For so long, I was used to having just one studio at The Clay Lady Campus in Nashville, where I loved seeing my clay friends, having lunch by the waterfall, catching up, taking a break in the Clay Cafe, and creating. It was a connection to the community--both of artists, and of those interested in the arts, a place where I enjoyed the many ongoing events, and a place where I enjoyed listening to the relaxing music in the Gallery as I meandered, sipping a cup of tea to see what was new. I didn't have to worry about where to buy supplies or equipment, as the store was just in another building...but then the Pandemic hit, and while the CLC remained open, creative and active, I decided to play it safe at home, at least for a while.
I'm standing in front of my friend, Tammy Gentuso's wonderfully detailed "Nashville Clayscape" on The Clay Lady Campus. Hope you can make it to the eventual unveiling scheduled for September 11, 2021. With Tammy's permission, here is a sneak peak of just a bit of it. It's awesome and I hope you'lls top by to see the rest of her work in the Gallery or check her out on Instagram.
At first during Covid, I started working only from home, working both as a therapist doing Teletherapy in one corner, and as a sculptor in another corner, eventually developing a larger home studio in my bonus room. Since Covid, the up side of having a home studio for me has been that I don't have to wear a mask when I work from home, I don't have to drive 30 minutes on a good traffic day to get to start to work, and I don't have to worry about Covid and its variants. So you may wonder, why do I keep my Clay Lady Campus studio? Aside from all of the reasons I've listed in the first paragraph, who doesn't need another tax deduction, socialization, and a place to display your work?
I continue to practice Teletherapy in the same room from home, because it offers the most privacy of the whole house, and as the clay dust seems to accumulate in my bonus room carpeting, I'm working on convincing my husband that we need different flooring. After all, clay dust isn't good for electronics and it's a real health hazard. I'm slowly learning that a home studio isn't as cheap as you would think, especially after purchasing a kiln, a wedging table, and maybe even an eventual slab roller. But besides the expense, a home studio can be pretty isolating and if I run out of paint or clay, I have to make a significant trip to get it.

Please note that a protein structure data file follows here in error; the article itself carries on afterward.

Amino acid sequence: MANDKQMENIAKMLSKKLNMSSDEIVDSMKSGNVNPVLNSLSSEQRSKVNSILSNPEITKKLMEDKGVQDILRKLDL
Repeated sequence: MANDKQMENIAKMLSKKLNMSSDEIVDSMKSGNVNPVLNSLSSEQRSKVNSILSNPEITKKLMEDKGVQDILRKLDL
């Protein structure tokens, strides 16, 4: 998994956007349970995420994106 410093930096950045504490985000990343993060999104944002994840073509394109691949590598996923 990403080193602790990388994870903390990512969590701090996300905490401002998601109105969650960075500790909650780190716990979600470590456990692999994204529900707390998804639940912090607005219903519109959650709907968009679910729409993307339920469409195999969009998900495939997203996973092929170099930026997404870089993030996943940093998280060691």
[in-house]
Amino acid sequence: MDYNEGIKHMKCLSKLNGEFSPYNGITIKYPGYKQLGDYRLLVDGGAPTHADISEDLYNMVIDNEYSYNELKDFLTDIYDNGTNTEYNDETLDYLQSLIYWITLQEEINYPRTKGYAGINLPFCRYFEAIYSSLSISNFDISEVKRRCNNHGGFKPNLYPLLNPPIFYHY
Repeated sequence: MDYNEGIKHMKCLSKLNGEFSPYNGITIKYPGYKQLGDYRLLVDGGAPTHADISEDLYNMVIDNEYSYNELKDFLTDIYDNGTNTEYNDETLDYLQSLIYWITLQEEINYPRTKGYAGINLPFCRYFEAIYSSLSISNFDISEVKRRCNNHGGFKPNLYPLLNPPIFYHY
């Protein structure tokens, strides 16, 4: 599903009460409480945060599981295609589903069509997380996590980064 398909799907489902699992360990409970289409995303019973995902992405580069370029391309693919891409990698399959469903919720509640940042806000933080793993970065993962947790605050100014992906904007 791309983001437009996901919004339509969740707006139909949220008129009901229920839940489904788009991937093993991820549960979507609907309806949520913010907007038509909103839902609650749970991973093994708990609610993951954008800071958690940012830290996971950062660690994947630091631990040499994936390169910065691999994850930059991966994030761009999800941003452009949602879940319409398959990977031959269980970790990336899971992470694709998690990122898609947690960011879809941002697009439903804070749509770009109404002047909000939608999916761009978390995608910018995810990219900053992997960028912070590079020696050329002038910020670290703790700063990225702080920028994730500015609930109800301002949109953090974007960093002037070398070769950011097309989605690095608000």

For now, at least until we really get past Covid, I've decided to keep both studios but the bad news in having two studios is rather classic. Yes, whatever you need is in the other location. It took me a while to figure out how to solve this dilemma, but tradesmen figured it out a long time ago. Buy two of everything? No, but a handy dandy plastic tool box and some plastic glasses have solved a lot of frustraions for me. I just keep a few of the very basics (like plastic bags) in each place, and tote the tool box back and forth. Easy peasy. I can get things fired in either location, so I don't have to worry about the breakage of pieces during transit. There's a place for pretty much everything in the plastic tool box that l need as a sculptor. I paid three bucks for it at Goodwill and got the plastic glasses at the Dollar Store. Who knew that Goodwill and the Dollar Store would have such good investments? But that may be a topic for another time.